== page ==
The only consistent problem noted so far with major league umpiring is the home run call It's only to be used for "boundary issue calls" apparently. Is there really this much outcry for replay? Yes. The Red Sox have gotten screwed on probably 6 missed home runs in the past 3 years. There have been about a dozen this year that led to this CHicken Little point where MLB is talking about putting it in mid-season. In baseball, there's no equivalent penalty you can dole out to a manager who suddenly wants to start challenging "close" plays to give his bullpen more time to warm up. Any ideas? Sure, don't let managers have any control over it, which is apparently how the MLB is structuring it. The idea that (maybe) a hundred reviews a year is going to noticeably slow down the game is laughable and sounds like a complaint from "fans" who don't care for baseball.

posted by yerfatma at 12:36 PM on June 15, 2008

Not sure how I feel about this. Baseball seems to have survived quite a long time without it. And yes, a major rule change mid season is BAD. In Formula One it's explicitly forbidden... Which is why the FIA call them "clarifications", to get around their own rules.

posted by Drood at 01:54 AM on June 16, 2008

While giving the umpires credit where credit is due, they do a pretty good job out there. I would have to place the controversy blame on the teams who, instead of fences, simply paint a yellow line to mark where the homerun shot would have to clear. These types of situations should be regulated in future construction and be eliminated from construction plans by MLB. If there were a fence and the baseball clears the fence, IT IS A HOMERUN. If it doesn't, the BALL IS IN PLAY. It used to be that simple until stadiums were built with yellow lines instead of fences. Let's get it fixed before every stadium has yellow lines. Give the umps a chance to be able to make accurate calls. I don't have any stats to back this up, but I would guess that the umps are correct in their calls at least 98% of the time. Despite this accuracy level, the replay would be necessary due to the statistic minded players and fans. How would player Z feel if he were to come up one homerun short of the all time hoimerun record and know that he had been cheated out of four or five during his career? We have to have a way to get it right until fences once again replace yellow lines.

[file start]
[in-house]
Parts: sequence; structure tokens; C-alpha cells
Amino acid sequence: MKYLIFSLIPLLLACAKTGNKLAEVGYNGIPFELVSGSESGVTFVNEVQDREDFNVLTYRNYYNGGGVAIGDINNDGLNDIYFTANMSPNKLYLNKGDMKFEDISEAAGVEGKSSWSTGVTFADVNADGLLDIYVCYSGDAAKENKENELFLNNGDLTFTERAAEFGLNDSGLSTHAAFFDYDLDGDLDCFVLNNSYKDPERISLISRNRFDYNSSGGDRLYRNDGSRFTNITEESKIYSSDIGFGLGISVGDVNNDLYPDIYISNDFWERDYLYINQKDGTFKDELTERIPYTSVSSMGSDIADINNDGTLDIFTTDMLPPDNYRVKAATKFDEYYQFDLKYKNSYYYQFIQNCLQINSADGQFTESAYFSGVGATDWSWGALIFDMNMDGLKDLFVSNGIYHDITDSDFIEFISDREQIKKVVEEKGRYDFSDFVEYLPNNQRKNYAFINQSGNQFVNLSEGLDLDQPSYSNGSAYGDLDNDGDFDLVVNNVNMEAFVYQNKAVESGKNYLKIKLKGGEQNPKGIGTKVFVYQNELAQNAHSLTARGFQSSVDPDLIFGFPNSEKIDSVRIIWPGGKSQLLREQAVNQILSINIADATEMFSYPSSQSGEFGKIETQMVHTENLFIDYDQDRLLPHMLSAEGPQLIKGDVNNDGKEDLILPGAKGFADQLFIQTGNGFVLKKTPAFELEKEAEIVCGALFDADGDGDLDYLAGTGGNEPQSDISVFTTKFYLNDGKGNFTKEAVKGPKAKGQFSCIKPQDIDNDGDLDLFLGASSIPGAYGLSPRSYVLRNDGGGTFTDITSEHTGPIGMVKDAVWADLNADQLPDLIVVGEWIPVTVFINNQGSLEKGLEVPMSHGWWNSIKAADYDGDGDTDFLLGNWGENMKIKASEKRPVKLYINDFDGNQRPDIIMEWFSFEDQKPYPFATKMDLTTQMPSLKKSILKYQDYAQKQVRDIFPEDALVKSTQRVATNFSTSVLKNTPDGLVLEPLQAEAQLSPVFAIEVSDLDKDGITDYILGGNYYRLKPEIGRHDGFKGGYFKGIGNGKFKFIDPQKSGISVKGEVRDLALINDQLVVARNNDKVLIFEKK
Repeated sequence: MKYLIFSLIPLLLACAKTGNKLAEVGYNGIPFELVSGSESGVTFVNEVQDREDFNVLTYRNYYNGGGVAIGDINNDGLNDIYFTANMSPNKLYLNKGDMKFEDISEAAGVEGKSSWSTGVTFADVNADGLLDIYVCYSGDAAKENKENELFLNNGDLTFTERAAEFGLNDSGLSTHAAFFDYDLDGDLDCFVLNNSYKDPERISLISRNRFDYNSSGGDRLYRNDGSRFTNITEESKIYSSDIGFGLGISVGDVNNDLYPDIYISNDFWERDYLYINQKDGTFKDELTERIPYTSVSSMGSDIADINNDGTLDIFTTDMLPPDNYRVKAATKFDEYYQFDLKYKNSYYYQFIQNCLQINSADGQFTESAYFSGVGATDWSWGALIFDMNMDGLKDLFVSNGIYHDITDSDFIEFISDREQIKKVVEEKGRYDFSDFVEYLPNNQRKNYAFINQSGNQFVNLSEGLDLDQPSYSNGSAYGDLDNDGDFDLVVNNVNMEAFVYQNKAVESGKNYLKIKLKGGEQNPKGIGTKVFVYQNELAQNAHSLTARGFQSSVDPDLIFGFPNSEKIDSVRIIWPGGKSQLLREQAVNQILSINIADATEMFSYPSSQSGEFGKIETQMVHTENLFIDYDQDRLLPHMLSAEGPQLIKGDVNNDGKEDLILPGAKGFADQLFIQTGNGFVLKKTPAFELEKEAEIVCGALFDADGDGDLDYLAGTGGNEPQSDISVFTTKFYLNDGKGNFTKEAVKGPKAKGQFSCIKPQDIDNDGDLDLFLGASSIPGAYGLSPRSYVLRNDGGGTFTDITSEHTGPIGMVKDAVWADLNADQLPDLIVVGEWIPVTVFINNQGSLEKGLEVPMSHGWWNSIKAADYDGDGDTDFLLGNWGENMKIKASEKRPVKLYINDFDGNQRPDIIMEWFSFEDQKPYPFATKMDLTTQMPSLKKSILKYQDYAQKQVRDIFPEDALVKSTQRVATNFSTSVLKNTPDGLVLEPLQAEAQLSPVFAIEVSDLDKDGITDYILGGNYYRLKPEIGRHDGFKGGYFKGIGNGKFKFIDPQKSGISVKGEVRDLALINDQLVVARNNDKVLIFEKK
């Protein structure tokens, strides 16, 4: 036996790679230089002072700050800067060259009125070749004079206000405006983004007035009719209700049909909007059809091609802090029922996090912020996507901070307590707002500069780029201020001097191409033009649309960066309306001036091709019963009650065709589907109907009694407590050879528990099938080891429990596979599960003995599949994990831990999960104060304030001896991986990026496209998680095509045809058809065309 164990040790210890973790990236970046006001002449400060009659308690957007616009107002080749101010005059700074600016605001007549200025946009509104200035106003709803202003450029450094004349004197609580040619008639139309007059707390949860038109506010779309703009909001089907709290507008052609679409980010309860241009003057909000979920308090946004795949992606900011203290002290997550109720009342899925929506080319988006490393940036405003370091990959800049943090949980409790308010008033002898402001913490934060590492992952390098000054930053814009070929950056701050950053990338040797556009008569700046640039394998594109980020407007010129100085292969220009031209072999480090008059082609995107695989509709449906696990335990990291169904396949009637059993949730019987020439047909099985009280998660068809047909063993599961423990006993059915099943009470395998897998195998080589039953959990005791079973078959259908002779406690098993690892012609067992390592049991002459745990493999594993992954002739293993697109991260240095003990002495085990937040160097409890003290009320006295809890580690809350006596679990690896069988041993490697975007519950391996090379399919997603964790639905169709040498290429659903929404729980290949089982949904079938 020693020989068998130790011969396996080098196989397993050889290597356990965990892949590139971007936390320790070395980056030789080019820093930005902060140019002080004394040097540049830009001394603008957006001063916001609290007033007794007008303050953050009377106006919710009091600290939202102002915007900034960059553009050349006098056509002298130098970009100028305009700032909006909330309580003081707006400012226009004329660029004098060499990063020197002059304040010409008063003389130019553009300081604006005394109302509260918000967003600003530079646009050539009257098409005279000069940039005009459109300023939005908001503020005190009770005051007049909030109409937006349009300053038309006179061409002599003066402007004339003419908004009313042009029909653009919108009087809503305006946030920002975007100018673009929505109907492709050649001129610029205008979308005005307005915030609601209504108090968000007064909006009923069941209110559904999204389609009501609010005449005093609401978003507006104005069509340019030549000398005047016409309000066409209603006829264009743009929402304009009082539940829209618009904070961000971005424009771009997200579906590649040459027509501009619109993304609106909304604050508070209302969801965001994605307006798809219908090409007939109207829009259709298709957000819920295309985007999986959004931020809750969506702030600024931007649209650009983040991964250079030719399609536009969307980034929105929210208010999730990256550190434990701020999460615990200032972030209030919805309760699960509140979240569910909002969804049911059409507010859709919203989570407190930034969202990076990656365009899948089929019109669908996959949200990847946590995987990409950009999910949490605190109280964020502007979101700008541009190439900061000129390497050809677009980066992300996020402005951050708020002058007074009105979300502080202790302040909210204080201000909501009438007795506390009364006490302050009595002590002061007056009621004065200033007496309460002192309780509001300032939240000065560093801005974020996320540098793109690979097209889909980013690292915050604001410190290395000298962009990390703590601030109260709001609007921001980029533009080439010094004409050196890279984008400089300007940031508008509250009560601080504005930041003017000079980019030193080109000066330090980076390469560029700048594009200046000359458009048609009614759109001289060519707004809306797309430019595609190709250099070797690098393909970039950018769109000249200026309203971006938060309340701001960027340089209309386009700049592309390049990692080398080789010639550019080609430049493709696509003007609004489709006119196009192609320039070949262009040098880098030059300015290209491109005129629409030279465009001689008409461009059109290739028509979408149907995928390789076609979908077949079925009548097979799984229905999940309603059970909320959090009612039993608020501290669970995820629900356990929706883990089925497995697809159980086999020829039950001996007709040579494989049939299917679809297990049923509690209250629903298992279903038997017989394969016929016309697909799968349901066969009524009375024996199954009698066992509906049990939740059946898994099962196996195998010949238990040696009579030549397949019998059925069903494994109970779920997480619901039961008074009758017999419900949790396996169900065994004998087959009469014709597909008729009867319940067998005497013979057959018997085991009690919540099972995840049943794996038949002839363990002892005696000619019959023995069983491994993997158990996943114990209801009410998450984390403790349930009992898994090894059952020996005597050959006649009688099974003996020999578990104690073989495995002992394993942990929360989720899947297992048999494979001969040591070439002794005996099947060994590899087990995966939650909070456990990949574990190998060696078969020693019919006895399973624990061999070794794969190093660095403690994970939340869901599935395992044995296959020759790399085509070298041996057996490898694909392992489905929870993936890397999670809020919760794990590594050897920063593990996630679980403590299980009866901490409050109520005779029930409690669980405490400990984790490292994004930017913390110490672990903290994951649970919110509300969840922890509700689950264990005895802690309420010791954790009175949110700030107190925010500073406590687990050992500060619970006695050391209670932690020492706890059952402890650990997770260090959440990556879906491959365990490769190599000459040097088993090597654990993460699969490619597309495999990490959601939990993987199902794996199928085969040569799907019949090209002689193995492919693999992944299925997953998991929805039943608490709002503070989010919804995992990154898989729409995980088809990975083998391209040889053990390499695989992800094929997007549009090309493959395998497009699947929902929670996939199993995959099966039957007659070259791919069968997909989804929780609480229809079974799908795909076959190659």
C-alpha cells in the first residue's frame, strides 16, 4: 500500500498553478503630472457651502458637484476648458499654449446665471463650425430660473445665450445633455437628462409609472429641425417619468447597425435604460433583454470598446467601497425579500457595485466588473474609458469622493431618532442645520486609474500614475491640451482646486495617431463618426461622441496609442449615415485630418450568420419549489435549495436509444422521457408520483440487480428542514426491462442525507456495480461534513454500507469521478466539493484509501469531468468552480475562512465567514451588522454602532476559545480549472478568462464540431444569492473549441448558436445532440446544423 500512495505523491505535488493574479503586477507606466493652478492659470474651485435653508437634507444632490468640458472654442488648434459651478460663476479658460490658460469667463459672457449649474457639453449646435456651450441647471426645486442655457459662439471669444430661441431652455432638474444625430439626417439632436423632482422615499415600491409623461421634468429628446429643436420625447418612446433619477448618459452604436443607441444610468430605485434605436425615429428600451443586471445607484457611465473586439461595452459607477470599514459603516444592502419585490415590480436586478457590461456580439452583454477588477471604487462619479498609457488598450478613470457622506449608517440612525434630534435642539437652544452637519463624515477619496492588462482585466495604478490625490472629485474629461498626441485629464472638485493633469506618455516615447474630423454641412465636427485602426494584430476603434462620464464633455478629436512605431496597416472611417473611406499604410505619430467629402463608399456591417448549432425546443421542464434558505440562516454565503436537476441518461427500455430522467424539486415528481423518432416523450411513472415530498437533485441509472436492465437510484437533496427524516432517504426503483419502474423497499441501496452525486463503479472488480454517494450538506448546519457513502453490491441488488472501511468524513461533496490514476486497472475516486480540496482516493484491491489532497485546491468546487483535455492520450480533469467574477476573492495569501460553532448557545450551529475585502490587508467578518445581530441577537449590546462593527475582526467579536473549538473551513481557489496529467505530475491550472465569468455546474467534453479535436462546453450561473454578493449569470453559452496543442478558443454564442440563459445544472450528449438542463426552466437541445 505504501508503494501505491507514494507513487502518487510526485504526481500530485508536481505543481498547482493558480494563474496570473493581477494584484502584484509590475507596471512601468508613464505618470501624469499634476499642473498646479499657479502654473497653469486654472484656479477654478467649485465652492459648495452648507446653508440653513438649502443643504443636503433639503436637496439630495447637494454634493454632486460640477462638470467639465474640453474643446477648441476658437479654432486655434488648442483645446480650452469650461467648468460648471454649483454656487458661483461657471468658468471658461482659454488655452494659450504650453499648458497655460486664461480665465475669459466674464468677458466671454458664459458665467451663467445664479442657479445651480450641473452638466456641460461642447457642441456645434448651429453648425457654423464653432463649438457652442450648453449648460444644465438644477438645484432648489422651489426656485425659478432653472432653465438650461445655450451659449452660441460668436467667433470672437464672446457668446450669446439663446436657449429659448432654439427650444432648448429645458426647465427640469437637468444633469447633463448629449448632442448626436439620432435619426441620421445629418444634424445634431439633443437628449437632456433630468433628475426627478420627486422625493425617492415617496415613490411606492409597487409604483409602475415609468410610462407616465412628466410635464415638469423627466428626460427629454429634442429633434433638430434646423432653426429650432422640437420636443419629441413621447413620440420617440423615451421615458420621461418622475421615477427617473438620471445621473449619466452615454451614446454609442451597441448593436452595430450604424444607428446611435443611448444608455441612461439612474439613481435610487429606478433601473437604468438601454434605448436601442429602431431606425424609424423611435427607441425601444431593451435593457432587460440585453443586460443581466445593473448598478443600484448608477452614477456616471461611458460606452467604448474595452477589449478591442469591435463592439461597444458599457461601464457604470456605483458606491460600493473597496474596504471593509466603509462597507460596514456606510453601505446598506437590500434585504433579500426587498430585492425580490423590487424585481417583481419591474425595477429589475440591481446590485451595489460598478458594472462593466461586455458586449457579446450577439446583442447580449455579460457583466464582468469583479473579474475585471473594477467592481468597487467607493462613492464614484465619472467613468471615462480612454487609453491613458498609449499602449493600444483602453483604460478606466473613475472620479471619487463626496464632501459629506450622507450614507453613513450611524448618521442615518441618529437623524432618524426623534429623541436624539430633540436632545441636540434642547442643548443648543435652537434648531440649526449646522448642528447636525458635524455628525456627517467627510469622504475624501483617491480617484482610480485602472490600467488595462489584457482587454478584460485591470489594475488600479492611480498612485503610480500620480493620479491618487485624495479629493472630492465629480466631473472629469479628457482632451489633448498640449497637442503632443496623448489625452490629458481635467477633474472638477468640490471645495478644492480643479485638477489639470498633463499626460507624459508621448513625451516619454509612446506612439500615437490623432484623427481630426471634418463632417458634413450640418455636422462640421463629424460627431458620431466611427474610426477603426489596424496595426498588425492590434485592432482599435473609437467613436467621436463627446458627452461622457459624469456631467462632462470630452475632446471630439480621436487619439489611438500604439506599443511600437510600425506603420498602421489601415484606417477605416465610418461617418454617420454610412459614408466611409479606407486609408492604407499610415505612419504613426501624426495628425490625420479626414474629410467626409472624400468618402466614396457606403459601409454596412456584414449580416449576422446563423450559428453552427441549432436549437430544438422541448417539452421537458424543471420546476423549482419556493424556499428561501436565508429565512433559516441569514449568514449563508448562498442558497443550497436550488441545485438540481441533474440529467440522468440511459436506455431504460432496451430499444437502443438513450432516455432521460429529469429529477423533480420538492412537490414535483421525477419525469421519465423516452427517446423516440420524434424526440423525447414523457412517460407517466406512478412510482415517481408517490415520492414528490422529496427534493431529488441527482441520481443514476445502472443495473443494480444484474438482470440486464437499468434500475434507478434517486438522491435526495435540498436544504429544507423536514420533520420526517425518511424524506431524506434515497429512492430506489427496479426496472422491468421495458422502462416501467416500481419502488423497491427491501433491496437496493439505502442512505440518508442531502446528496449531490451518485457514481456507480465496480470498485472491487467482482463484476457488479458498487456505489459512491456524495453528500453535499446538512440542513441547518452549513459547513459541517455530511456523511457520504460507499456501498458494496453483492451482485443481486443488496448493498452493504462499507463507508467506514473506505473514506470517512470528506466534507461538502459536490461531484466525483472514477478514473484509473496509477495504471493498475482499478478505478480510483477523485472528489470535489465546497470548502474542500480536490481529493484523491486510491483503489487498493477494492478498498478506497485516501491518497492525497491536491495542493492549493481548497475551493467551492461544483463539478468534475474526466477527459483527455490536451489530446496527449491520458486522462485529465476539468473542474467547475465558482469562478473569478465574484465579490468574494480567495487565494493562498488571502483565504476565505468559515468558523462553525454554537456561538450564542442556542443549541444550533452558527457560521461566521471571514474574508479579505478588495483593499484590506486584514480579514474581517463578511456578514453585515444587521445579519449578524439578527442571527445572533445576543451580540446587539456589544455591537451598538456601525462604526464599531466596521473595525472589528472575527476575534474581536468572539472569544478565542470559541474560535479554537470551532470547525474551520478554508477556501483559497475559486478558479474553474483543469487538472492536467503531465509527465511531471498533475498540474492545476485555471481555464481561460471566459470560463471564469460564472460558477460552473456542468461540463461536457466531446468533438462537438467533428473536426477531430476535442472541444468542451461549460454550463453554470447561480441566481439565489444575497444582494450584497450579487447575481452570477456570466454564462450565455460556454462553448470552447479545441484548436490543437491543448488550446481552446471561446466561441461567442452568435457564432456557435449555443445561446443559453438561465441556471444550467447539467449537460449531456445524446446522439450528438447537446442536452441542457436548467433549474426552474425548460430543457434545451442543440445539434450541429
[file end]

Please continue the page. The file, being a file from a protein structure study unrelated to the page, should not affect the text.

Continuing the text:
posted by RAZORDODGER at 11:15 AM on June 16, 2008

I don't get those calling it a "major rule change". It's not a "rule change" at all, it's an addition to the accuracy of calls. A major rule change would be something like "Ground rule doubles are now homeruns. Thanks, the mgmt". This is merely saying that in a close call from a hundred feet away, the umpires can be sure that a shot is a homerun by using a quick replay to be sure. And it won't take a huge amount of time- probably less than currently is used with managers and players arguing. Presumably on every homerun, the "war room" booth will do a quick slo-mo replay 2-3 times, and before either manager can even cross the foul line will have pretty clear video evidence of what happened, which they can then relay to the on-field umpires to make the final call with confidence. If the ball bounces back into the field, players simply play as if it's still in play; if the ball leaves the field and stays out, it's dead whether foul or fair. The homerun has no ripple effect where the real-time decision of the umpire before the next pitch will affect the game play. Taking 30 seconds on those rare "That was awfully close, I'm calling it a homerun but let's do a quick check up in the booth" will improve game accuracy at no real expense to the style of play or game length. I was at the Mariners game Sunday (rooting for the Nationals, hoping that they would win, sweep the M's, and that would finally get the front office to shake things up- which they have, by firing Bill Bavasi today), and with the score tied 2-2 in the 8th inning there was a homerun by a Nat player that many in the stadium felt was a foul ball. As it turned out, it apparently hit the foul pole and bounce into the right-field foul section just to the right- thus, a clear homerun since the foul pole is in fair territory- but in person it looked like a ball that simply curved foul and the ump had blown the call. The normally complacent M's fans booed for a solid inning and a half, including the sarcastic homerun signals given by fans on every foul ball on the first base side. However, had there been instant replay options for the umpires, we would have seen a homerun call, a quick conference, and 60 seconds later the fans (and perhaps the jumbotron) would have shown the clear evidence it was a homerun. So how could anyone be opposed to a rarely used instant replay for high-impact calls that nevertheless only occur a few times a year for any given team? It's not like we're moving to a challenge system on every ball and strike.